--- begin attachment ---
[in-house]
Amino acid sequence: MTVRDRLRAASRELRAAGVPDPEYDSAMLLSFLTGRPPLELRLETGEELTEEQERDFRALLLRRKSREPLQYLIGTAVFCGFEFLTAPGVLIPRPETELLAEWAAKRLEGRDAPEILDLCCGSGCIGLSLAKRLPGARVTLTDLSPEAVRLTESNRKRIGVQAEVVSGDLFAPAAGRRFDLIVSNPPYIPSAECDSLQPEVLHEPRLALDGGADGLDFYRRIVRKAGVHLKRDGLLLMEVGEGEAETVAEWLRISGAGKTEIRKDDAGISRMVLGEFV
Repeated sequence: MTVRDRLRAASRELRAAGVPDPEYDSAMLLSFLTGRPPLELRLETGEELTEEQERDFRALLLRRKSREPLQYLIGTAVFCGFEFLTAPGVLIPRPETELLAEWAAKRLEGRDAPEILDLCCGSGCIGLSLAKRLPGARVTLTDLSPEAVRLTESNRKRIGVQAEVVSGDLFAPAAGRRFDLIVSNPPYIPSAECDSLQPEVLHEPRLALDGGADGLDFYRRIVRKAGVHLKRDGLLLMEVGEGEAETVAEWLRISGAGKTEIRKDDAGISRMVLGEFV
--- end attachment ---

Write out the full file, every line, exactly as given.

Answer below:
[in-house]
Amino acid sequence: MTVRDRLRAASRELRAAGVPDPEYDSAMLLSFLTGRPPLELRLETGEELTEEQERDFRALLLRRKSREPLQYLIGTAVFCGFEFLTAPGVLIPRPETELLAEWAAKRLEGRDAPEILDLCCGSGCIGLSLAKRLPGARVTLTDLSPEAVRLTESNRKRIGVQAEVVSGDLFAPAAGRRFDLIVSNPPYIPSAECDSLQPEVLHEPRLALDGGADGLDFYRRIVRKAGVHLKRDGLLLMEVGEGEAETVAEWLRISGAGKTEIRKDDAGISRMVLGEFV
Repeated sequence: MTVRDRLRAASRELRAAGVPDPEYDSAMLLSFLTGRPPLELRLETGEELTEEQERDFRALLLRRKSREPLQYLIGTAVFCGFEFLTAPGVLIPRPETELLAEWAAKRLEGRDAPEILDLCCGSGCIGLSLAKRLPGARVTLTDLSPEAVRLTESNRKRIGVQAEVVSGDLFAPAAGRRFDLIVSNPPYIPSAECDSLQPEVLHEPRLALDGGADGLDFYRRIVRKAGVHLKRDGLLLMEVGEGEAETVAEWLRISGAGKTEIRKDDAGISRMVLGEFV